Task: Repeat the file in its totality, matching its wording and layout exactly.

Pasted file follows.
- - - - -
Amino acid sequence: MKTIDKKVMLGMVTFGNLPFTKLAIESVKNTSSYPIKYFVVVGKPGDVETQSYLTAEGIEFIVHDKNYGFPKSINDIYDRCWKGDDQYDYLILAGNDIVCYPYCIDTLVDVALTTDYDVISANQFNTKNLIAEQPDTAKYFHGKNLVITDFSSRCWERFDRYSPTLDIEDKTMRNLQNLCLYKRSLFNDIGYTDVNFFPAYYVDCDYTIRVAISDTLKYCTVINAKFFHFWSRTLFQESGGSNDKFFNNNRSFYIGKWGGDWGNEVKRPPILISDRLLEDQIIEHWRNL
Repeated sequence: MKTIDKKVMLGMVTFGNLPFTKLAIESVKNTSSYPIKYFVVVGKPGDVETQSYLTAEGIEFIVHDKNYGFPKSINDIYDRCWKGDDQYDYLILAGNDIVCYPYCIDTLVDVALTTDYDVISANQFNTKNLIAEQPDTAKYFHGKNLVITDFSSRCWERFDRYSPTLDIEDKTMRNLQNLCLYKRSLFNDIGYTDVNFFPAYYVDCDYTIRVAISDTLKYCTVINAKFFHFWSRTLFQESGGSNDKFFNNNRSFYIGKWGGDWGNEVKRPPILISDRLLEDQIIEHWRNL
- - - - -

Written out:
Amino acid sequence: MKTIDKKVMLGMVTFGNLPFTKLAIESVKNTSSYPIKYFVVVGKPGDVETQSYLTAEGIEFIVHDKNYGFPKSINDIYDRCWKGDDQYDYLILAGNDIVCYPYCIDTLVDVALTTDYDVISANQFNTKNLIAEQPDTAKYFHGKNLVITDFSSRCWERFDRYSPTLDIEDKTMRNLQNLCLYKRSLFNDIGYTDVNFFPAYYVDCDYTIRVAISDTLKYCTVINAKFFHFWSRTLFQESGGSNDKFFNNNRSFYIGKWGGDWGNEVKRPPILISDRLLEDQIIEHWRNL
Repeated sequence: MKTIDKKVMLGMVTFGNLPFTKLAIESVKNTSSYPIKYFVVVGKPGDVETQSYLTAEGIEFIVHDKNYGFPKSINDIYDRCWKGDDQYDYLILAGNDIVCYPYCIDTLVDVALTTDYDVISANQFNTKNLIAEQPDTAKYFHGKNLVITDFSSRCWERFDRYSPTLDIEDKTMRNLQNLCLYKRSLFNDIGYTDVNFFPAYYVDCDYTIRVAISDTLKYCTVINAKFFHFWSRTLFQESGGSNDKFFNNNRSFYIGKWGGDWGNEVKRPPILISDRLLEDQIIEHWRNL